According to McKay, favorite seats vary. "Some people sit way down bottom, some right in the middle. People with children tend to sit more house left." The festival’s natural setting also influences seating. "When it gets toward the end of the season, the bullfrogs become louder. They grow up during the show," she says.

Sometimes the best seats in the house are … no seats at all. "We encourage picnics. It’s a tradition," McKay says. "I love walking through and getting to peek at what people are eating. They go all out."

The festival’s 2007 season ran from May 18-June 24. For information on the 2008 festival, call (910) 762-6393 or visit www.myspace.com/shakespeareonthegreen.

Johnnie Mercer's Pier

North Carolina’s only all-concrete, steel-reinforced pier, Johnnie Mercer’s Pier made its new and improved debut in February 2002. Several years earlier, the original wooden pier, built in the 1930s by Julian Morton, was destroyed by hurricanes Bertha and Fran. Located at the end of East Salisbury Street on Wrightsville Beach, the pier today boasts an arcade, gift shop, restaurant and the most picturesque fishing spot in town.

Pier attendant Willie Jackson says, "The most popular time to fish off the pier is sunrise or dusk, since that’s typically when the fish feed. Regulars come all the time to fish because of the atmosphere ... we usually have 10 regulars out there every day." Jackson says that bluefish are the most common catch, though by no means the only fish biting. "The king fishermen usually fish off the end. People fishing for flounder and bottomfish stand two-thirds of the way out."

No matter where you choose to fish, the view from the pier is fabulous. Basically, wherever you sit is the very best seat.

Fishing is $8 per rod and includes the use of a saltwater license, so you’re not required to have your own. Renting a rod costs $16 per day, plus a $20 deposit, refundable when the rod is returned. For more information, call (910) 256-2743.

The Causeway Cafe

Located on Old Causeway Drive, Wrightsville Beach’s Causeway Café backs up to an Atlantic Marine on the Intracoastal Waterway and is open Tuesday to Sunday for breakfast and lunch. The cheerful room is bordered by booths with tables in the middle and a counter on one side. A chalkboard hangs over the counter, displaying the day’s specials. Behind the counter, which seats 16, cooks are hard at work, making grits, waffles and the restaurant’s signature: Eggs Neptune.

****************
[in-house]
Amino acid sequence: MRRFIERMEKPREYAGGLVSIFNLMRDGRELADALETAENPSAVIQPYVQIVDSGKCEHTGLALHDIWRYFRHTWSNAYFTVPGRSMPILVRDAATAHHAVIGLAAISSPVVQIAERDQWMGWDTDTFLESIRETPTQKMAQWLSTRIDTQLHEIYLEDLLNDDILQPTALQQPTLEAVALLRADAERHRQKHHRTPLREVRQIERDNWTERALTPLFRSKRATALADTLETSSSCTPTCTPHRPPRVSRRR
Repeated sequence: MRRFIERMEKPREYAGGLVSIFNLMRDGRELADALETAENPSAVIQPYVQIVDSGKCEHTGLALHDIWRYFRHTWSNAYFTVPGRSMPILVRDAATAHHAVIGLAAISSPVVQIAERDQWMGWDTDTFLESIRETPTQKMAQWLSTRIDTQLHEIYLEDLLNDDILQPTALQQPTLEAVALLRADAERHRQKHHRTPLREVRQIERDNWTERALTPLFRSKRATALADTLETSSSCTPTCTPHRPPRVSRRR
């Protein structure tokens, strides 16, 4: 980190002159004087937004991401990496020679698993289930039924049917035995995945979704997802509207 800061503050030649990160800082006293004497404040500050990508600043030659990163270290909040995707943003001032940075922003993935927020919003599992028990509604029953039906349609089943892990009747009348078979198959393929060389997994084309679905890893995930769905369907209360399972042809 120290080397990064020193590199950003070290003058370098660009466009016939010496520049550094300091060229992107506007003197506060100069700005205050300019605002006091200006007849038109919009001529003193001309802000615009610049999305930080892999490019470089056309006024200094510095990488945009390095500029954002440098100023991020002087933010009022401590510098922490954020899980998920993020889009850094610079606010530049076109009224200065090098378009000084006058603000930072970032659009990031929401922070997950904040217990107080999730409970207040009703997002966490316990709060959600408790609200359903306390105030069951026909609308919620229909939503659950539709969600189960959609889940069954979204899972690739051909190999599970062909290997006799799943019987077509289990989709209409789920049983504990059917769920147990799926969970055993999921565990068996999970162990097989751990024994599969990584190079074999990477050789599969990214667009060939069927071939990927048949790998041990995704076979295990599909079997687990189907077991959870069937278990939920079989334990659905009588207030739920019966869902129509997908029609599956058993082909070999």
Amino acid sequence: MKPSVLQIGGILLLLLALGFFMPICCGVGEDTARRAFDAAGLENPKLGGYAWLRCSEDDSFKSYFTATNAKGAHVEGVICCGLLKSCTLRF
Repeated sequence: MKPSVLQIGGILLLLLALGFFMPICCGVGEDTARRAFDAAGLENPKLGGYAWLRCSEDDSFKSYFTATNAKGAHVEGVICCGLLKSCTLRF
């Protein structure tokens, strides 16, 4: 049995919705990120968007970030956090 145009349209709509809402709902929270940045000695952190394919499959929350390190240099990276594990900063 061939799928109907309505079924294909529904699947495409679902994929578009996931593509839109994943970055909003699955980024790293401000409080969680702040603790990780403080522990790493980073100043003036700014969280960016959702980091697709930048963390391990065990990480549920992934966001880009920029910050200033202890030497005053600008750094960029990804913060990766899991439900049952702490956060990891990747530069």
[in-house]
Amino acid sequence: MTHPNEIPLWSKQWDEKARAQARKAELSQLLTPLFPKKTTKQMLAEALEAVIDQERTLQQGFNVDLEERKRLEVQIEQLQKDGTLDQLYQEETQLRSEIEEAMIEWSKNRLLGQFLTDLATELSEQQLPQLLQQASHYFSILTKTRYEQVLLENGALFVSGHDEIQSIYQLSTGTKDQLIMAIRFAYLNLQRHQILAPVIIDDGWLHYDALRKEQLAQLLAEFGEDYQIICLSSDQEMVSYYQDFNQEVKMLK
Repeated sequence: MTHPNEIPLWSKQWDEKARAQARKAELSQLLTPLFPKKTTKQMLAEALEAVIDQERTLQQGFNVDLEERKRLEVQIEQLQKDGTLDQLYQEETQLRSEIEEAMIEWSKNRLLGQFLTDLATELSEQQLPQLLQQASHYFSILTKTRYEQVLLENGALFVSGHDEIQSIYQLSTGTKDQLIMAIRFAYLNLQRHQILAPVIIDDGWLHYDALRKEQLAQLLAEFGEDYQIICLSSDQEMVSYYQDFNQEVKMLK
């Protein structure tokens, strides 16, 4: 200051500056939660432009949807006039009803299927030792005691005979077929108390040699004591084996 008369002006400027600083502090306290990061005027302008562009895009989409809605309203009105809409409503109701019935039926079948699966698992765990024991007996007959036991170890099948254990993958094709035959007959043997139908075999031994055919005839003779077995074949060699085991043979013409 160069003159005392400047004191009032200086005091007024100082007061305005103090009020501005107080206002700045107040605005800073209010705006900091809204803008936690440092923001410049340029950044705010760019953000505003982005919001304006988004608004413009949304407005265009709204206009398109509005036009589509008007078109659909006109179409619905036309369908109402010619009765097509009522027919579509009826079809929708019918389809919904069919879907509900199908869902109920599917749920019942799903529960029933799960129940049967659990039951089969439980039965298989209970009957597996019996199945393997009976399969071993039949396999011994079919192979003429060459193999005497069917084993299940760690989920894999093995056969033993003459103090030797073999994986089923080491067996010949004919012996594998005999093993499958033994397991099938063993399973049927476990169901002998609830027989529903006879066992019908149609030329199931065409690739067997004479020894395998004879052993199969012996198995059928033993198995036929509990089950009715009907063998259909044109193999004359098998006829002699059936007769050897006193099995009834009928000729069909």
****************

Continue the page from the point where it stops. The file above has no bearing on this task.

Manager Laurel Lee says that the restaurant’s most popular seats are at the counter, facing the waffle iron. "Actually, a guy that was in here the other day told me that he liked the smell of the waffles." She says, adding, "This back booth right here by the windows, a lot of people really enjoy. You’ve got some privacy."

Now 28 years old, the Causeway has its share of regulars. "We have two guys who come in every morning, and they’ll only sit at the bar," Lee says.

Legion Stadium

It’s a fun atmosphere. You hear about it, but you really understand it when you go to a game," says Wilmington Hammerheads’ intern Carrie Egerton. Legion Stadium, which is the Hammerheads’ home field, seats 5,500, all of it open seating. "There’s not a bad seat in the house," says Kristen Beckmeyer, director of soccer operations. "You can sit on the right side or the left side — there’s no nosebleed section. We’re usually trying to score at the north end, so that can be pretty exciting."

Hard core soccer fans may want to consider sitting behind the benches. "There’s a group called the Port City Firm, and they’re always back there singing and chanting," Beckmeyer says.

The team offers two levels of tickets. There’s VIP, which includes VIP parking, access to the VIP tent and seating in the VIP section underneath the midfield press box, and general admission, which enables you to sit anywhere in the stadium. A VIP season ticket package is $300. General admission is $12 for adults and $8 for children ages 4-12. The season runs April through August, and the team generally offers promotions in September. For more information, visit www.wilmingtonhammerheads.com.